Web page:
U.S. pork producers are facing a potential financial disaster due to the COVID-19 pandemic, according to the National Pork Producers Council (NPPC).
Since some meatpacking plants have closed or significantly slowed production, many farmers have not been able to sell or send thousands of hogs to market. This means that, at current plant capacity levels, approximately 170,000 market-ready hogs per day can’t be marketed.
Rachel Gantz, director of communications for the NPPC, noted this has caused overcrowding at every stage of the production cycle. Overcrowding impacts the pigs’ ability to eat and drink without competition and to rest comfortably. It also may result in aggression and injuries; in addition, maintaining air quality and temperatures that keep the animals comfortable is also challenged.
“To prevent animal suffering, farmers are forced to euthanize pigs,” she says. “Destroying these animals and the food they represent goes against every farmer instinct. Our farmers are focused on doing the right thing for their animals and employees while raising food for consumers. Euthanasia is always a devastating last resort.”
While some farmers can find creative, short-term methods to house pigs, they will eventually grow beyond weight specification and will not be accepted by harvest facilities. For instance, Chad Leman, owner of Eureka, Ill.-based Leman Farms, has kept hogs on holding diets for approximately seven weeks in an attempt to keep them from gaining too much weight. “This has allowed us to keep big pigs in barns much longer than usual,” he says “But, we have had to populate barns with weaned pigs as well prior to getting market pigs out, which is difficult to manage. However, it is easier to manage than the alternative—depopulating and disposing.”
Bottleneck at the Farm Level
Dal Grooms, communications director for the Iowa Pork Producers Association, says that it takes approximately 10 months from conception to when a market pig is delivered to a processing plant, so pig farmers planned how many pigs they would raise based on what the market indicated it could handle way before the coronavirus hit the U.S. “When human health issues at pork processing plants caused them to either slow production (and the timing of when they would allow market-weight hogs to be delivered) or stop production, a bottleneck developed at the farm level,” he adds. “This disruption in the food chain means thousands of pigs are at the farm.”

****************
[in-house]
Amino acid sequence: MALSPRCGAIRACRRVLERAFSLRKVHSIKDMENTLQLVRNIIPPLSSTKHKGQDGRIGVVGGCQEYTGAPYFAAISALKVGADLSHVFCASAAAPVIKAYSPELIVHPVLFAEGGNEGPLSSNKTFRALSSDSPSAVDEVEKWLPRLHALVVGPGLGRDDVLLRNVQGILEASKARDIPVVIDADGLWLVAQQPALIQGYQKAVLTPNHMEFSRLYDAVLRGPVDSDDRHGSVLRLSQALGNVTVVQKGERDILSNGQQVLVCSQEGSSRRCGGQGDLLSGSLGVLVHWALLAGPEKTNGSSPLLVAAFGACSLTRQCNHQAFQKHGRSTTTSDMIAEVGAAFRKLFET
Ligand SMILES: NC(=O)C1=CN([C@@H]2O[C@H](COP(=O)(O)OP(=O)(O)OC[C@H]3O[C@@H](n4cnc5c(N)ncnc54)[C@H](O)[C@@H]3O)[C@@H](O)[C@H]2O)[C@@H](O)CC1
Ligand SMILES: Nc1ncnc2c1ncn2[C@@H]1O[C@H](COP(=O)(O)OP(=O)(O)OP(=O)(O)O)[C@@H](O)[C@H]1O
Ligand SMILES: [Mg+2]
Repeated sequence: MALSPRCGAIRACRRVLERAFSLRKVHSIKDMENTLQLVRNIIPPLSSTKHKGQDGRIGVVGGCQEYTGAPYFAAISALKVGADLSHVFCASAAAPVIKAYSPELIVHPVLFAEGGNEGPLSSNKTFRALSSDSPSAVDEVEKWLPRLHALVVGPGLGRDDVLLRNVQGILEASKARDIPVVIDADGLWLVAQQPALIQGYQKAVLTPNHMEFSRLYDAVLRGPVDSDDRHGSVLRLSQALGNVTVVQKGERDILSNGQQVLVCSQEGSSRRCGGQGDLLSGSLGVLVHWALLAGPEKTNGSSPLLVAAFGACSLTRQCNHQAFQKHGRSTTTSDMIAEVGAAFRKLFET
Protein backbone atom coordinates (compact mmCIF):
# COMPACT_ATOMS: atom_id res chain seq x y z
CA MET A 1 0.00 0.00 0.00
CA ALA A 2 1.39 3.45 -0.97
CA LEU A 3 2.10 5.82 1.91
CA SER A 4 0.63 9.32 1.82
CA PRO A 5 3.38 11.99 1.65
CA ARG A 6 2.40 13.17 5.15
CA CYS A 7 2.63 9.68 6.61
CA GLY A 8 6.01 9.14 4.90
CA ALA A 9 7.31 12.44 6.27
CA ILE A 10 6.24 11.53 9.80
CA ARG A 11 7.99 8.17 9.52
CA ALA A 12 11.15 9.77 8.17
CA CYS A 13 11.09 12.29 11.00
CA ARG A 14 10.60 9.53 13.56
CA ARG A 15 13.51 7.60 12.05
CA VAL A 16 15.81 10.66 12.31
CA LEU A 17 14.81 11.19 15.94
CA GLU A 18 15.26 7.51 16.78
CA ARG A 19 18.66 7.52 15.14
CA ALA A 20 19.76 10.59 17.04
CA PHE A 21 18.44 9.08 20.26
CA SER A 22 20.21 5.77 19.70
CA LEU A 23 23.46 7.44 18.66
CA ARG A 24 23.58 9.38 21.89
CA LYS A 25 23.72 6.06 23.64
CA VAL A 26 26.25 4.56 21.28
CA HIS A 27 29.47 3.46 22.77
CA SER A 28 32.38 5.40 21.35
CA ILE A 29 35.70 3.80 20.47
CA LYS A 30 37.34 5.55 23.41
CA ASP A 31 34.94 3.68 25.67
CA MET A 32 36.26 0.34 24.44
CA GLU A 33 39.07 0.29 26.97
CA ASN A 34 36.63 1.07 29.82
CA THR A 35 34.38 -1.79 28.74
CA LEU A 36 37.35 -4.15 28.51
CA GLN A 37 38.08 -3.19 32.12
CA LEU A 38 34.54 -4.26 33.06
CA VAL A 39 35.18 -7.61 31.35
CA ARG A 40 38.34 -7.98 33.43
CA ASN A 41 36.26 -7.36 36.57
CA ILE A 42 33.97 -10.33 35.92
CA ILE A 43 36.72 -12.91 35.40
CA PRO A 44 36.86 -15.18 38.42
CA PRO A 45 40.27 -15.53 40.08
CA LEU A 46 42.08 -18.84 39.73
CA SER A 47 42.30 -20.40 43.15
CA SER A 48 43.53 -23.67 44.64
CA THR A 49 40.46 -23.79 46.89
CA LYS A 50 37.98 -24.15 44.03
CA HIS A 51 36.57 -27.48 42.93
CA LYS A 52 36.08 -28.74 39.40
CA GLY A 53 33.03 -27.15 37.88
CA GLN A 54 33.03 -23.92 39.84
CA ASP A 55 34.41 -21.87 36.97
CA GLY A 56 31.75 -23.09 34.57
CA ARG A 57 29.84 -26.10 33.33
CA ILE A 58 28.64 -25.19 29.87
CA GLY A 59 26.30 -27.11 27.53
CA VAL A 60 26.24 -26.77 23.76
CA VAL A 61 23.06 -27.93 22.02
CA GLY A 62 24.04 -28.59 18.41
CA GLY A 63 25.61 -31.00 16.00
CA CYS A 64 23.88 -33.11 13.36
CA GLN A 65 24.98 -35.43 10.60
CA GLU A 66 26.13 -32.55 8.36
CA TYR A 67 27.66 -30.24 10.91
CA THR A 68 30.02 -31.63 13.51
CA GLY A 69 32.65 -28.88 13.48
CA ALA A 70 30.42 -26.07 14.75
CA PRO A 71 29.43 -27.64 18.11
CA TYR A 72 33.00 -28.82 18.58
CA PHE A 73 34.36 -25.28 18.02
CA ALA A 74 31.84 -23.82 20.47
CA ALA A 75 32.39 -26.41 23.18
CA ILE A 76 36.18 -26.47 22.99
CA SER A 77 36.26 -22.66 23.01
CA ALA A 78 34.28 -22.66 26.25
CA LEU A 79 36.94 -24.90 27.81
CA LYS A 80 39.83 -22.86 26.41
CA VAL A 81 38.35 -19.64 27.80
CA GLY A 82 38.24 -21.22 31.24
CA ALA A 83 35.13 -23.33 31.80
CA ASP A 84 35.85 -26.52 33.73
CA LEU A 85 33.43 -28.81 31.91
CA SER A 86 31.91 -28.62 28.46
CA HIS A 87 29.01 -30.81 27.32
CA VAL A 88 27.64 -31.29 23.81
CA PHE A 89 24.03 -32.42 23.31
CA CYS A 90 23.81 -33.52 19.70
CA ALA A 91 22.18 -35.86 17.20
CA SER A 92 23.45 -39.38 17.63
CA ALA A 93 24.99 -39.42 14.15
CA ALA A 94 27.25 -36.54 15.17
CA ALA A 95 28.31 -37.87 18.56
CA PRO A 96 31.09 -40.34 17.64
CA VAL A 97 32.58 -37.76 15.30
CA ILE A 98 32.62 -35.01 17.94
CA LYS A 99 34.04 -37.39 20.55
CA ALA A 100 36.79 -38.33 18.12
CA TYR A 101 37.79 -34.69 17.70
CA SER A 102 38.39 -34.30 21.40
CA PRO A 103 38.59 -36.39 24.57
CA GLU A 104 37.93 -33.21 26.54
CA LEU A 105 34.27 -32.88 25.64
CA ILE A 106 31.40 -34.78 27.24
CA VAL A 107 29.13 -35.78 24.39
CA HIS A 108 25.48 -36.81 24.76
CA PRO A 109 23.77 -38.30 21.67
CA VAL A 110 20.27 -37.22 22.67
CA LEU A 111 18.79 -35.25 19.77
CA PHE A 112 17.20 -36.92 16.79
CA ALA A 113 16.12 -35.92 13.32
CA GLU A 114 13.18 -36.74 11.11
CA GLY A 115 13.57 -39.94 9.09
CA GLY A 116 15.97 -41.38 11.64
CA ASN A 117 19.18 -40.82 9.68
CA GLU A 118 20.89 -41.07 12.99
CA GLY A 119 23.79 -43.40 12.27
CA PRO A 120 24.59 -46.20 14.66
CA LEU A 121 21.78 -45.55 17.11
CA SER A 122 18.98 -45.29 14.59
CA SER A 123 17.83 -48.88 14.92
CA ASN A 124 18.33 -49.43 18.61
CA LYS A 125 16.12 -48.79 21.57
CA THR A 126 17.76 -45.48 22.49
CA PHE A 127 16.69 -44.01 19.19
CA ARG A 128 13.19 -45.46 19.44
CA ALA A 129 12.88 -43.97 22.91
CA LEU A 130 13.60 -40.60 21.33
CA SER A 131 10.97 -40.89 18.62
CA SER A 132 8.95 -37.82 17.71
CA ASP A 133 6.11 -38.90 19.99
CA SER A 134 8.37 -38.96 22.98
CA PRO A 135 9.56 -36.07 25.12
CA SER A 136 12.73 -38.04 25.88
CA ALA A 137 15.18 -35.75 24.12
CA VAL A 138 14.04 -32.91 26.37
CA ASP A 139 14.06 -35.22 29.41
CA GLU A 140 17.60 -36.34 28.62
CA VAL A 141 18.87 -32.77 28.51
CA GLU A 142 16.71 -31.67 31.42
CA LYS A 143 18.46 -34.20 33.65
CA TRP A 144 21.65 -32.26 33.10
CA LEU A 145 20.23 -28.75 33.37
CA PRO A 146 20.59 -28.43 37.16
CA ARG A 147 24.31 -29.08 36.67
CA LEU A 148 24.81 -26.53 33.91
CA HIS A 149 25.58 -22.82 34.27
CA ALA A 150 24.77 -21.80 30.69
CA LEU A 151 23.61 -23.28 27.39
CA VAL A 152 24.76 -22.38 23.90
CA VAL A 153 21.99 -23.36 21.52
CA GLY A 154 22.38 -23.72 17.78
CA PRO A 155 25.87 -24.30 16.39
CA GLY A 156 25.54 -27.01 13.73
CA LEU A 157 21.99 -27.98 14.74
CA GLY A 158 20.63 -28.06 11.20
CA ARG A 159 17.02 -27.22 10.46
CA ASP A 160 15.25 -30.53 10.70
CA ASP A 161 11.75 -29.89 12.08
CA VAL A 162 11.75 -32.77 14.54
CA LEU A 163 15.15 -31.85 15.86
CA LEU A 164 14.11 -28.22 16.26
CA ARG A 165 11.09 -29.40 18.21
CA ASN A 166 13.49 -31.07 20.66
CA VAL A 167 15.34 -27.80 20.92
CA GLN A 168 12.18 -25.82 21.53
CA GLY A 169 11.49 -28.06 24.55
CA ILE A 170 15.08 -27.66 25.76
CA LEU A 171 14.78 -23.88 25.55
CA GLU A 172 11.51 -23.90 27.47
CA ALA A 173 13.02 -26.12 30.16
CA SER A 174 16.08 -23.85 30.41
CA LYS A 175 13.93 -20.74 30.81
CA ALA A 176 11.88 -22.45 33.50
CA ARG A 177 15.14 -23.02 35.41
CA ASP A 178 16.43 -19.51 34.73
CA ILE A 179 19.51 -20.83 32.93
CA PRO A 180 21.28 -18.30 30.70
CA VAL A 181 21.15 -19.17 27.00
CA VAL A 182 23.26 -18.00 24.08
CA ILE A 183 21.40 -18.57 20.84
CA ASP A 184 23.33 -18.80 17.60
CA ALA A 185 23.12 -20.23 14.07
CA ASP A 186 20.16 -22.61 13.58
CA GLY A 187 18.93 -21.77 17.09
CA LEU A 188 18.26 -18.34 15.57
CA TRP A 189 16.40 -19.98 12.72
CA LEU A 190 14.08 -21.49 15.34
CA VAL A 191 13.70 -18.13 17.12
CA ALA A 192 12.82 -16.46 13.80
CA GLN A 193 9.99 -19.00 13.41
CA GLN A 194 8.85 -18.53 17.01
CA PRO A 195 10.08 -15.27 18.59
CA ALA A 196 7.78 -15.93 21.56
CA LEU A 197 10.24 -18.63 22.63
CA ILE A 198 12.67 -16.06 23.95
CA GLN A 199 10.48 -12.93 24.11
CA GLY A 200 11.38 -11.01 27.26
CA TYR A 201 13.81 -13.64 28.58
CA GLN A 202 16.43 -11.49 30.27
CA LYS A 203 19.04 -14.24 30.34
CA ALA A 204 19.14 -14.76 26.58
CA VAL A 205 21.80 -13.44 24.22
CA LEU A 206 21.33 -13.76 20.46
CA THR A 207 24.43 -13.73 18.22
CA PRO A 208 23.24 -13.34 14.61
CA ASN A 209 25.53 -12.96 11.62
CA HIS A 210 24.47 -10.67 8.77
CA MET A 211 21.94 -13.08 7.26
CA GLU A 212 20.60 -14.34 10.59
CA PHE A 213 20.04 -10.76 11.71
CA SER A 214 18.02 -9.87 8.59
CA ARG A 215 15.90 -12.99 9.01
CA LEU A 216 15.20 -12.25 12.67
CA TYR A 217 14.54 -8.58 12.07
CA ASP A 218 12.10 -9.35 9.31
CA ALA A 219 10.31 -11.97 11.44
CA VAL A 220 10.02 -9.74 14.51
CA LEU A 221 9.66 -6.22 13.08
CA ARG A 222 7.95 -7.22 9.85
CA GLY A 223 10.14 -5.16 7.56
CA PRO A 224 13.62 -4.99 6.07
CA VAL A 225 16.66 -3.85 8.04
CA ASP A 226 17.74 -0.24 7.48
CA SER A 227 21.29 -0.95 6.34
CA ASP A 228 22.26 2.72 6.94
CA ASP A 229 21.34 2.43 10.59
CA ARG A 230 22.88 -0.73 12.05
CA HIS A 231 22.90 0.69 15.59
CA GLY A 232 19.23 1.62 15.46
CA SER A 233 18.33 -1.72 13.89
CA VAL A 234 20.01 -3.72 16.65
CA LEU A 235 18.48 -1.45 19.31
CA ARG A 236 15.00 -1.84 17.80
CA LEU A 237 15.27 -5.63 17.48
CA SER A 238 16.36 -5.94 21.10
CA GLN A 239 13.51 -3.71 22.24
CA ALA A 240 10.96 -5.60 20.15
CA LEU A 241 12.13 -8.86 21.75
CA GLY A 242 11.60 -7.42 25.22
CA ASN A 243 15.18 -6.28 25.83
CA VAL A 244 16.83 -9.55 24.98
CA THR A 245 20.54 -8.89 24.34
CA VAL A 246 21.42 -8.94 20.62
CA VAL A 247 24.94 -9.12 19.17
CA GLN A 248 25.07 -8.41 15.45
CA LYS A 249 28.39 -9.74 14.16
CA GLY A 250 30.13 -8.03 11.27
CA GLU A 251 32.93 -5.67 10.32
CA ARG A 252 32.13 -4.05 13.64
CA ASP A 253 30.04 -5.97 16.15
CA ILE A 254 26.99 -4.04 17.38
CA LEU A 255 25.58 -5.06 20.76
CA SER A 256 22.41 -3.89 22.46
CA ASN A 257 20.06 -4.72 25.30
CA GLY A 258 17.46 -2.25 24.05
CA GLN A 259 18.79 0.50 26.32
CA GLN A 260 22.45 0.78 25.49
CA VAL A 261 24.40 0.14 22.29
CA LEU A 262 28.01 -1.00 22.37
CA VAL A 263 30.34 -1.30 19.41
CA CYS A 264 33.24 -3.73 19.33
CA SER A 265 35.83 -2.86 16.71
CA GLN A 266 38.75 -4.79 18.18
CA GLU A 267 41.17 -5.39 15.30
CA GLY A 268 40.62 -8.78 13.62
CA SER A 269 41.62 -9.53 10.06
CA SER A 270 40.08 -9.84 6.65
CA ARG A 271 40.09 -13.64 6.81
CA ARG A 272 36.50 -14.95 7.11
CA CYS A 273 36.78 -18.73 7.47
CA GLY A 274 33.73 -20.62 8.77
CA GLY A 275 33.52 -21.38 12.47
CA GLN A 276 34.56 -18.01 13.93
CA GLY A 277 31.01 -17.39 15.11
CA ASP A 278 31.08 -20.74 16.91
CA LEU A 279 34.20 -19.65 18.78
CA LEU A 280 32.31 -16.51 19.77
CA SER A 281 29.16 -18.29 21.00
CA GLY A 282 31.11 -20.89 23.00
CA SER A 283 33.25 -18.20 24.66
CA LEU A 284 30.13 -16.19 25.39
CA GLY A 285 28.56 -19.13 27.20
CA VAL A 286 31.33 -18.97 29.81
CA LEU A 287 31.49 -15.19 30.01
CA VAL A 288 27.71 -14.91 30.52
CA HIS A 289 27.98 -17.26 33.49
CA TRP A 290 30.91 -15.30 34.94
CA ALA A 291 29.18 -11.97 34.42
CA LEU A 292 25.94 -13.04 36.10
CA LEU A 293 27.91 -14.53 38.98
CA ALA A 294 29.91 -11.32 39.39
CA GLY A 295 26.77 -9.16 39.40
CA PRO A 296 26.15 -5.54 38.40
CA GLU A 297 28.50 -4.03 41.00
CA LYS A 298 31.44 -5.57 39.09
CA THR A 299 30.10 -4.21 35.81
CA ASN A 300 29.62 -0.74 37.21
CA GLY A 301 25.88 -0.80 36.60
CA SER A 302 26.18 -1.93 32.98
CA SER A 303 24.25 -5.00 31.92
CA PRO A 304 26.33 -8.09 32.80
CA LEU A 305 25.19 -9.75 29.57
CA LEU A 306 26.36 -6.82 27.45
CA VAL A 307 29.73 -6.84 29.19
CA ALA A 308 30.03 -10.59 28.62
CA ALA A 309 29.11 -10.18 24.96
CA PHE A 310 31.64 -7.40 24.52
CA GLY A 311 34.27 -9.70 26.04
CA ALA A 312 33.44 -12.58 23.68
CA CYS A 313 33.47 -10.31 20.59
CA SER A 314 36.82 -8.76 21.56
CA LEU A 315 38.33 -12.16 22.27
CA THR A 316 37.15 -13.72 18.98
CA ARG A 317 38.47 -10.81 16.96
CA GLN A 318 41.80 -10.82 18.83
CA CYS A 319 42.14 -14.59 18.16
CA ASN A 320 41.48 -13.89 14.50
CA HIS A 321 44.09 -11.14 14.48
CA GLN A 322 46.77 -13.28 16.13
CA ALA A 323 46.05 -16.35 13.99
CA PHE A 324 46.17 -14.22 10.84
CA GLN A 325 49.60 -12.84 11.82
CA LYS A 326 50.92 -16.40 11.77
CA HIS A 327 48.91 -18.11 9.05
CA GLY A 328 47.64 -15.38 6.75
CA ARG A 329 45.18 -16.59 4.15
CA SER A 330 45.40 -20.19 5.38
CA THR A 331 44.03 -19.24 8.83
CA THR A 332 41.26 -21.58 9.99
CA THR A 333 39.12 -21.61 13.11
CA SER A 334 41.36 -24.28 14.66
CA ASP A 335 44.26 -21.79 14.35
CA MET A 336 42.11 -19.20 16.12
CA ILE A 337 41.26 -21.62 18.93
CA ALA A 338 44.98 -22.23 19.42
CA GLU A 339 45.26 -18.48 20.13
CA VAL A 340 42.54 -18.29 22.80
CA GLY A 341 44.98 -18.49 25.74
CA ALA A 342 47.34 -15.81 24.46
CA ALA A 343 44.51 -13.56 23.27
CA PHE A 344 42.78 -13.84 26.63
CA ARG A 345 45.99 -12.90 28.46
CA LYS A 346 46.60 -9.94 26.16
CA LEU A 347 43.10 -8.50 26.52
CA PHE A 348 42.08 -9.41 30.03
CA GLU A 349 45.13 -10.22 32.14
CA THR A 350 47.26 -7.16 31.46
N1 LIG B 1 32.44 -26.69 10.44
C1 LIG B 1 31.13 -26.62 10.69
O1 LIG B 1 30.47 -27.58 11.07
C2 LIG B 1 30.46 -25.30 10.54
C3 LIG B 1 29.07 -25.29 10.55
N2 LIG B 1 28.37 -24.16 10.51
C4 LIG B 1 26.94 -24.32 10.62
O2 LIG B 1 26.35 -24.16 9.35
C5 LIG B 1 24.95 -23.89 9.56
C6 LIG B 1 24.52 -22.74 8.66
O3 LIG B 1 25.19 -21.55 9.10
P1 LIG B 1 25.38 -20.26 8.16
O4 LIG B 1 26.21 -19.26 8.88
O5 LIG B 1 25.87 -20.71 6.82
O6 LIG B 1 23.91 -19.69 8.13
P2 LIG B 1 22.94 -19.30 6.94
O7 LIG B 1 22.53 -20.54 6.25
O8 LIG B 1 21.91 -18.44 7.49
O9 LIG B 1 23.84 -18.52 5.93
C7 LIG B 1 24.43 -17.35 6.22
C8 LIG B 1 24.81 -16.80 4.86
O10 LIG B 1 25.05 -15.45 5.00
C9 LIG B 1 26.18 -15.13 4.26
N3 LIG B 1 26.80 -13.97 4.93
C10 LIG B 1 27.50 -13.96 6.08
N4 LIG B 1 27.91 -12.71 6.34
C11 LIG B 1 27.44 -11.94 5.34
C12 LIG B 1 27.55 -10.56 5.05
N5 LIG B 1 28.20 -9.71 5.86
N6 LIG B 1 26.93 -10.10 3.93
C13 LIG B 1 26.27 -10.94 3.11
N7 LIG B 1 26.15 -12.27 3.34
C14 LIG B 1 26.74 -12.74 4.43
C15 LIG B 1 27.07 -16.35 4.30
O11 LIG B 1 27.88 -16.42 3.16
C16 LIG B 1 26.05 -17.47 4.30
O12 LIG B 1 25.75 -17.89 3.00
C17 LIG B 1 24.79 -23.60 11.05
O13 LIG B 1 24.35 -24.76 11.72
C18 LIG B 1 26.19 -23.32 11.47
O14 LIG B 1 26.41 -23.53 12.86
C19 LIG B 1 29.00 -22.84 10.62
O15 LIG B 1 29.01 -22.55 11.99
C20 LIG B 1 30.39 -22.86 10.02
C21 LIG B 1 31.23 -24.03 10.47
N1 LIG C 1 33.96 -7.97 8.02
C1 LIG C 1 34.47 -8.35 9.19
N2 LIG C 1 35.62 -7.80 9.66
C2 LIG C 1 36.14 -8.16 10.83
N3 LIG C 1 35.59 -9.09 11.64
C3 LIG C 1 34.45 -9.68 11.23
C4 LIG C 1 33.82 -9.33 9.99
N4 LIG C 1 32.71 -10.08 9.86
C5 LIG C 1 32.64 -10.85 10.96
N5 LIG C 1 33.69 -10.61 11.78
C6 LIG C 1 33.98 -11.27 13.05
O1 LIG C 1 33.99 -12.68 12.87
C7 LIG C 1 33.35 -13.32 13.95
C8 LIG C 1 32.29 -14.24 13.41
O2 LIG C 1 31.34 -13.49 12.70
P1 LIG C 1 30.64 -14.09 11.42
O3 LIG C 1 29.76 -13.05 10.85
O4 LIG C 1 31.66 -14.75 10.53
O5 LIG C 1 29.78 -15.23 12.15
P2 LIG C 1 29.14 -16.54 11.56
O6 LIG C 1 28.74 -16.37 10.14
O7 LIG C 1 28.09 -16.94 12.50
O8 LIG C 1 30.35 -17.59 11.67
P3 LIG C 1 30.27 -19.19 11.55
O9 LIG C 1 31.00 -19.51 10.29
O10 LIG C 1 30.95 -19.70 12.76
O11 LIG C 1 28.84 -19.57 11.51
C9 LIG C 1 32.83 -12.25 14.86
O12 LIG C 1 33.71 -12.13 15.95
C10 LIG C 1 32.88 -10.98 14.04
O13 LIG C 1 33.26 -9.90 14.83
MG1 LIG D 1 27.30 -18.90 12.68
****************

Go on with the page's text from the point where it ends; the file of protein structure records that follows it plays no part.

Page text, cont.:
While farmers have tried a variety of ways to keep pork in the food chain—donations to food banks, selling animals to individuals, taking them to their local lockers for processing, etc.—this hasn’t relieved the growing pressure of too many pigs still on farms. Since pigs can’t go into “storage” such as grains and other plant foods, they have to be euthanized so the health of even more pigs isn’t threatened with overcrowding.
Currently, the price of hogs has fallen close to zero, with losses reaching $70 per hog. According to economist Steve R. Meyer. PhD, of Kerns and Associates, U.S., pork producers conservatively face a collective $5 billion loss for the remainder of 2020 and without significant and immediate government aid, many generational family farms will go bankrupt. “Any euthanasia of market-ready hogs will impose costs of at least $150 of lost revenue plus costs of euthanasia and disposal,” says Meyer. “In addition, producers who have to kill young pigs have $35 or so invested in each of them and still must pay fixed production costs (depreciation, repairs, insurance, interest, taxes, and/or contract grower payments), which cannot be avoided by stopping production.”
Meyer fears that farmers will need to euthanize up to 4 million small pigs and 4 million market hogs in the months ahead.